There seems to be a fairly wide-spread view that asking a Landlord for consent to assign a lease can be dealt with quite informally, perhaps by a quick e-mail. However, tenants who want to take advantage of the assistance the law provides will need to take their application more seriously.
Assuming there is no absolute prohibition on assigning a lease (in which case you truly are at the mercy of the landlord no matter how perfect the application) Section 19 of the Landlord and Tenant Act 1927 and the Landlord and Tenant Act 1988 are powerful weapons for all tenants seeking to assign. Section 19 implies into any lease that prohibits assignment without the landlord’s consent a term that consent cannot be unreasonably withheld, but it is the 1988 Act which gives this provision real teeth. The 1988 Act radically changed the previous law because it requires consent or refusal with reasons to be given within a reasonable time. What is a reasonable time will depend on the particular facts of each case, but in Go West Ltd v Spigarlo the Court stated that, even in complicated cases, the decision should be given in weeks rather than months.
If a landlord fails to give consent within a reasonable time then the tenant can bring a claim against a landlord for damages. The tenant can also bring a claim for damages if the landlord has refused consent without giving reasons or has refused consent unreasonably. All good news for tenants so far, but what is often overlooked is that this weapon can only be used once a formal application for consent has been made. In short the tenant needs to ensure that the following steps have been taken:-
- The application is made in writing and is served on the landlord in accordance with the service provisions in the lease. The application does not have to be in a particular form (unless required by the lease), but it must identify the proposed assignee and be unequivocal. An informal exchange of letters or e-mails, no matter how lengthy the exchange, will not be good enough.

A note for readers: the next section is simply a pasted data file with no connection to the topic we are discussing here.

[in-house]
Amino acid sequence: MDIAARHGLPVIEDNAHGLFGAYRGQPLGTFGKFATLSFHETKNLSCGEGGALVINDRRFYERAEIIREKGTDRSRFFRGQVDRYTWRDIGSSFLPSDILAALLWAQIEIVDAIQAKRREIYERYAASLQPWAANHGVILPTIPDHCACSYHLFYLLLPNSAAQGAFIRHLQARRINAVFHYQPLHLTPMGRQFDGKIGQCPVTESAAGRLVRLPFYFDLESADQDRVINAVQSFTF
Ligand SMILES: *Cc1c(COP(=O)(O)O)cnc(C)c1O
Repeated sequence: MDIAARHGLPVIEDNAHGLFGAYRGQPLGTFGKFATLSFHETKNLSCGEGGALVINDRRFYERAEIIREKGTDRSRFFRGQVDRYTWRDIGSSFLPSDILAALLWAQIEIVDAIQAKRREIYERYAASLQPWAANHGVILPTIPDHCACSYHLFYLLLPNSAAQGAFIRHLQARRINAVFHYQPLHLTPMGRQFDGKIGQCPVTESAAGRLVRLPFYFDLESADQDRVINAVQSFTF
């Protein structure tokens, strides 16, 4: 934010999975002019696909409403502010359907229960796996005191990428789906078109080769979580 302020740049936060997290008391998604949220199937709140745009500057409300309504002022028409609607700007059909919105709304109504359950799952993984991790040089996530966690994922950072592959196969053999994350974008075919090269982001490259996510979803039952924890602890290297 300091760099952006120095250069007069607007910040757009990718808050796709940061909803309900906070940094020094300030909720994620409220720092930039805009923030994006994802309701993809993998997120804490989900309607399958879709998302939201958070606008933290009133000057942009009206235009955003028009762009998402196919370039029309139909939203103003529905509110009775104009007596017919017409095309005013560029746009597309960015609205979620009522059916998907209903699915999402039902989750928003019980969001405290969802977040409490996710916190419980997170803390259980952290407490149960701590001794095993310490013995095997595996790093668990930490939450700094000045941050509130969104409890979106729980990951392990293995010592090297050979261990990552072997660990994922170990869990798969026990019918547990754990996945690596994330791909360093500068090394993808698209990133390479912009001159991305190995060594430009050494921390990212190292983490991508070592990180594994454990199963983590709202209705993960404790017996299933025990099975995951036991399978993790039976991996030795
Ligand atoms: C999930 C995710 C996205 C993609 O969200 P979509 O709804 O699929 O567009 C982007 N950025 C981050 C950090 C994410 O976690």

- There is no requirement to provide any specific information with the application (unless required by the lease). However, if the application does not include all the information that a landlord might reasonably require to make its decision then it can stop the clock by requesting that the information be supplied. The request must be reasonable and a landlord will be employing a dangerous tactic if it requests mountains of unnecessary information in an effort to delay. A good guide for tenants is to supply sufficient information with the application, typically references from the proposed tenant’s bank, professional advisors and previous landlord, along with audited or management accounts going back 3 years.
The tenant can further increase pressure on the landlord by stating that the application is urgent or requesting that it be dealt with within a particular timeframe.
It is often overlooked how useful these statutory provisions can be but, even if the landlord and the tenant are on good terms, the application should be made formally at the outset to protect the tenant’s position.
If you would like to discuss to discuss the implications of an application for consent with landlords or tenants in more detail, please contact Michael Clark, OTB Eveling’s specialist property litigator.